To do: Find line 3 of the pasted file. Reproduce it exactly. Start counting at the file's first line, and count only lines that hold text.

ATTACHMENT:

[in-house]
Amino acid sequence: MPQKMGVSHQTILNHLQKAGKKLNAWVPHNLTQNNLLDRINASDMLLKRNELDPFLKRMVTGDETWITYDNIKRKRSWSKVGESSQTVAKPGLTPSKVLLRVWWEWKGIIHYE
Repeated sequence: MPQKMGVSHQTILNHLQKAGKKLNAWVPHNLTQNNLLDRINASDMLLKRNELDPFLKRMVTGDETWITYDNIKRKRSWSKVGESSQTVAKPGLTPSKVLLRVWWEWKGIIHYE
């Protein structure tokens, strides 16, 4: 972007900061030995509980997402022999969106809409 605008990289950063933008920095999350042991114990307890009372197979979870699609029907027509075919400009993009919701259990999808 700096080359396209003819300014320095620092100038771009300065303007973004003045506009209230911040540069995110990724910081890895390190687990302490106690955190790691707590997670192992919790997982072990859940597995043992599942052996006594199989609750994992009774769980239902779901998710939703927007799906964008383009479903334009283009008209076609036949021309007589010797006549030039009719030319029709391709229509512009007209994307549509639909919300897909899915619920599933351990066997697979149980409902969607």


Repeated sequence: MPQKMGVSHQTILNHLQKAGKKLNAWVPHNLTQNNLLDRINASDMLLKRNELDPFLKRMVTGDETWITYDNIKRKRSWSKVGESSQTVAKPGLTPSKVLLRVWWEWKGIIHYE